Resnais and Almodóvar bookend world-flavored NYFF lineup

Posted by · 5:54 am · August 12th, 2009

Penelope Cruz in Broken EmbracesindieWIRE has the full lineup for this year’s New York Film Festival, which runs from 25 September to 11 October, and at a glance, it looks remarkably like a greatest-hits lineup from May’s Cannes festival.

This year, both the NYFF’s opening and closing films have been plucked from the Croisette. Alain Resnais’s “Wild Grass,” for which the 87 year-old New Wave master received a special career-achievement award at Cannes, will kick off proceedings, marking the second year in a row that a French title has taken this high-profile slot.

Palme d’Or winner “The Class” opened NYFF last year en route to an Oscar nod. Whether a similar path awaits Resnais’s film, a high-flown romantic melodrama which was very warmly reviewed in Cannes, of course depends on what the French choose as their entry from a bumper crop of possibilities.

Meanwhile, Pedro Almodóvar’s “Broken Embraces” (which opens in the UK later this month) will close the festival, a task that fell to “The Wrestler” last year. For a film that has received mixed reviews upon its domestic release in March and again at its Cannes premiere, this is a considerable boost for its Stateside profile ahead of its Oscar-friendly November release date.

I saw and reviewed the film a month ago, and am still resolving my mixed feelings about it, though its a stunning feat of craft, steeped in film lore, that should make for an appropriate festival finale.

Among the films filling the Resnais-Almodóvar sandwich are two inevitable selections from Cannes: Michael Haneke’s lavishly acclaimed Palme d’Or champ “The White Ribbon” and a little film we have mentioned once or twice called “Antichrist.” (My review here.)

Other titles resurfacing at Cannes are “Police, Adjective,” which more than one critic declared best in show on the Croisette and duly took Un Certain Regard honors, and Marco Bellocchio’s biopic of Mussolini’s “secret wife,” for which Italian megastar Giovanna Mezzogiorno has garnered much European buzz.

As you may have gathered by now, it’s a decidedly international lineup: other notable selections include Claire Denis’s “White Material” and Jacques Rivette’s “36 Views of Saint-Loup Peak,” both of which will premiere at Venice next month, as well as Catherine Breillat’s “Bluebeard” and Bong Joon-ho’s “Mother,” which has just been selected as Korea’s Oscar entry. (More on that later.)

By contrast, the home team is looking rather injured, as only four American titles feature in the lineup. One of them, however, is a biggie: Sundance sensation “Precious” has been afforded the prestigious Centerpiece slot (held last year by “Changeling”), which will no doubt stand it in good stead for a significant awards-season run.

That aside, however, this year’s NYFF looks like a very foreign affair indeed. Vive la différence, and all that. More here.

→ 7 Comments Tags: , , , , , , , , , , | Filed in: Daily

7 responses so far

  • 1 8-12-2009 at 6:50 am

    Mike_M said...

    I assume the Antichrist will be the uncut version?

  • 2 8-12-2009 at 7:41 am

    Ziyad Abul Hawa said...

    Does In Contention hate me? It almost never let’s me post a coment >.<

    For the third time I try… Guy, the link for "Reviewed" for Los Abrazos Rotos is to Indiewire.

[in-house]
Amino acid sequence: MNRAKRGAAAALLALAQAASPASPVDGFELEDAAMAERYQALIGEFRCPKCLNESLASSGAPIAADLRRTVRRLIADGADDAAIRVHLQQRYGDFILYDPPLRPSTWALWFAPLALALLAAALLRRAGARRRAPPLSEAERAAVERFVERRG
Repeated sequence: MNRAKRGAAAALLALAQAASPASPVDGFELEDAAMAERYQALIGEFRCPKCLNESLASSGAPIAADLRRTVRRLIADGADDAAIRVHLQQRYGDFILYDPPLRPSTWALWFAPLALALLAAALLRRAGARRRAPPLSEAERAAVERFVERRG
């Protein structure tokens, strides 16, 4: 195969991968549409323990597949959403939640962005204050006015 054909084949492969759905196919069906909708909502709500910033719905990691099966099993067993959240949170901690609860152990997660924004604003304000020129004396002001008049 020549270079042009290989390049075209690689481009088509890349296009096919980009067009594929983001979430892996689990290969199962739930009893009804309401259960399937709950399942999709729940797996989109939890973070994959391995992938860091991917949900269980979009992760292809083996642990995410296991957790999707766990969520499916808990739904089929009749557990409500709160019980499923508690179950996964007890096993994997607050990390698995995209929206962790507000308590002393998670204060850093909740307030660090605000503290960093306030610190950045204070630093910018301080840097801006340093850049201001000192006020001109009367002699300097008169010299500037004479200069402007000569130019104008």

• 3 8-12-2009 at 10:53 am

    Labuza Movies said...

    Calling NYFF bad because of the Cannes heavy line-up I think is always an unjustified comment. Last year I talked to selection committee member Kent Jones about this, and you have to remember this—unless you live in Southern France or are a paid journalist/studio rep, you aren’t going to Cannes.

    NYFF doesn’t give out awards, they don’t really prioritize films, and its more for fans of cinema than anything else. This is for people who can’t leave to go to Cannes, Venice, or Toronto, and truly wish to see these films. Maybe journalists don’t enjoy a festival that’s more or less what they’ve already seen, but for the rest of the proletariat, NYFF is a grand opportunity.


  • 4 8-12-2009 at 12:52 pm

    Encore Entertainment said...

    Seeing that Changeling had that spot do you think it [meaning Precious] will be heading in that direction? Personally I liked Changeling…did you Guy?

  • 5 8-12-2009 at 1:46 pm

    Jilpen said...

    You mean not nominated for Best Picture? I highly doubt that a film’s position can determine it’s Oscar clout when you’re simply comparing it to another film that had that position. No Country For Old Men also had the Centerpiece spot.

  • 6 8-12-2009 at 3:13 pm

    Guy Lodge said...

    Mike: I assume so.

    Ziyad: We certainly don’t hate you! Anytime a commenter puts a link in a comment, it automatically gets withheld until we can approve it. Anyway, thanks for the correction … fixed now.

  • 7 8-12-2009 at 3:22 pm

    Guy Lodge said...

    Labuza: You’re putting words in my mouth — where in the article do I say that the NYFF’s drawing heavily on Cannes is a bad thing?

    The London Film Festival is similar in that it cherry-picks highlights from the year’s other festivals for the benefit of the public and non-travelling critics — and as someone who doesn’t get to go to Cannes either, I love them for it. So I’m all in favour of the NYFF’s approach. Your rant is misplaced.

    Encore: I really didn’t like “Changeling” at all. But as Jilpen says, I don’t think having the same NYFF slot means the films’ trajectories will be at all similar. It’s an auspicious slot … but if the critics don’t bite, as was the case with “Changeling,” that doesn’t make much of a difference.